comscore Letters: Mask-wearing mandate should be enforced; Don’t encourage tourists to walk without masks; Trump has exceeded predictions of disaster | Honolulu Star-Advertiser
Editorial | Letters

Letters: Mask-wearing mandate should be enforced; Don’t encourage tourists to walk without masks; Trump has exceeded predictions of disaster

Every photo I see of tourists in the Star-Advertiser shows people without face masks, including comments of how great it is that tourists can now visit.

Face masks should be mandatory and the Honolulu Police Department should write tickets with fines and hand them out aggressively. The Star-Advertiser photos, without a notation encouraging the use of masks, is not helping promote our safety.

David Lee

Hawaii Kai

 

Don’t encourage tourists to walk without masks

The picture of the couple strolling through Waikiki without masks really upset me (Star-Advertiser, Oct. 23). Why publish a picture like this and give attention to these people? Other tourists reading the paper will now think, “Others are doing it, so it must be okay.”

This reminds me of the problems we have had when posts and pictures regarding dangerous trails are offered. People see them and are encouraged to commit similar acts.

If there is a need to publish pictures of tourists, publish pictures of tourists wearing masks and abiding with our state regulations.

Patricia Kubo

Kailua

 

Quarantine procedure caused unneeded delays

We flew home to Honolulu last week Sunday. We filled out the necessary forms to be able to go home to quarantine until our COVID-19 tests came in. Our negative test results (from a trusted provider) came in late Monday night and were uploaded to the QR form Tuesday morning at 7 a.m.

We were good to go — NOT. It had to be manually verified.

We read that the backlog would be fixed by Thursday or Friday. On Saturday we still were under quarantine. Hawaii’s COVID program is run by totally inept people.

Susan Thompson

Waikiki

 

80-plus elderly should be top vaccine priority

It is good that the governor and state Department of Health are formulating a plan for the distribution of the coronavirus vaccine when one becomes available (“Gov. David Ige announces draft COVID-19 vaccine distribution plan for Hawaii,” Star- Advertiser, Top News, Oct. 22).

However, I believe they should take another look at one group of people. My wife and I are nearly 88 and 87 years old and in generally good health, without any of the obvious “underlying conditions” to put us in Group 1, with those 65 and over who have such conditions.

However through our 60s and even 70s we felt almost as healthy as in middle age. But in our 80s, even without distinctive “underlying conditions,” our bodies are substantially weaker in many respects. I believe the vulnerability of everyone in their late 80s should place them in the first group. Many jurisdictions place all those over 65 in the highest priority.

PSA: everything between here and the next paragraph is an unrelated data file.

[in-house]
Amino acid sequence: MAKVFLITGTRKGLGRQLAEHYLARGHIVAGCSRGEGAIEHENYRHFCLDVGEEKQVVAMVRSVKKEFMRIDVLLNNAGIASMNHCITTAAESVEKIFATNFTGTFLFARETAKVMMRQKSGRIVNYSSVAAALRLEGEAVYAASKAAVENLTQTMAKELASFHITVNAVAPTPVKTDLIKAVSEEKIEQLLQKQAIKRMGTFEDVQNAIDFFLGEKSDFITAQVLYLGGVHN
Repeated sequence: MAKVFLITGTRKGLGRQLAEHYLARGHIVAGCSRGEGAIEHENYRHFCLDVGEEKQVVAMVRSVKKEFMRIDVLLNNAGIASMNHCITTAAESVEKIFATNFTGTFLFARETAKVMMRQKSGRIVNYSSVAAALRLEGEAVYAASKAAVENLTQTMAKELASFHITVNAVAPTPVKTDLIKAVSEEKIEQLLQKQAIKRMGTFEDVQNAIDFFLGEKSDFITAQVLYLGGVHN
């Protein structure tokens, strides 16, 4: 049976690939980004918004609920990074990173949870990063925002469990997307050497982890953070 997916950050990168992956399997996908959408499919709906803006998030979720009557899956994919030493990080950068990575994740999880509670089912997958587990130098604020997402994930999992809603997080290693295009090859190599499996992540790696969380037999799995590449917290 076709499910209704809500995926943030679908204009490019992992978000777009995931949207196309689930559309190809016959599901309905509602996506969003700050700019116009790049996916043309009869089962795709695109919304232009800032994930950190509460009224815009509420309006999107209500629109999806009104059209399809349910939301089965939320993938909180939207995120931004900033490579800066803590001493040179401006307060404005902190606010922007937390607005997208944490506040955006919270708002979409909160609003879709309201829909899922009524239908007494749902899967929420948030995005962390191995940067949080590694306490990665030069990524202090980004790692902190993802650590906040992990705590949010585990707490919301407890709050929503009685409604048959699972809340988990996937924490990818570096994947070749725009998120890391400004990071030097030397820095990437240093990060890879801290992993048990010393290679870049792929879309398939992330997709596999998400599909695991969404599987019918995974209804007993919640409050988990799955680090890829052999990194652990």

Bob Meyer

Hawaii Kai

 

At the tipping point for an integrated America

Who benefits from the concept of “liberty and justice for all”? Since the American Revolution, this issue has been continually negotiated to include an increasingly more diverse population as immigrant minorities arrived. Concessions that did not challenge white dominance were made as to who benefited from equality.

However, the racial demographics are changing and white America is rapidly disappearing. We are reaching the tipping point. The minorities are becoming the majority and will no longer settle for concessions.

White America knows this, and for this reason so many whites follow President Donald Trump — no matter how corrupt or untruthful his administration. For them, it’s not about Trump, but about holding on to the only America they know. As a white person, I wish they could have the aloha experience of Hawaii where people of different races can live together, and it’s OK.

Fran Kramer

Ewa Beach

 

Trump has exceeded predictions of disaster

Four years ago, I wrote the last letter to the editor regarding Donald Trump published before the election (“Trump would be disastrous,” Star-Advertiser, Letters, Nov. 6, 2016).

I warned, among other things, that “A Trump presidency would be disastrous for race relations, civility, environmental protection, economic equity, workers rights, civil rights, pay equity for women and minorities, rational gun regulation, international relations and national security.”

I was wrong.

Trump turned out to be far worse and dangerous. Who would’ve predicted his cruel family separations, destabilization of international relationships and alliances (including the murderous betrayal of the Kurds), support of white supremacy, and his inept, catastrophic failure to rationally deal with the coronavirus, just to cite a few of his worse debacles?

With his re-election still possible, it would be foolhardy to predict worse outrageous, devastating or immoral Trumpian policies, actions and behaviors. If emboldened by four more years of absolute power, Trump will certainly exceed all of them again.

Francis M. Nakamoto

Moanalua Valley

 

Tripler’s prescription services well organized

God bless the Tripler Army Medical Center for its unique pharmacy service during our coronavirus pandemic. To keep Tripler’s bedside patients and 2,000-plus staff safe from visitors, such as those picking up prescriptions, Tripler devised a parking-lot plan six days per week.

I counted eight Tripler individuals collecting orders and delivering prescriptions by foot and by motorized shuttle throughout the huge parking lot. You just park and you don’t need to get out of your car. It’s like a marching parade of troops without the music.

With thanks to the commanding general and his staff from a retired 93-year-old veteran.

Richard H. Rothrock

Kahala Nui


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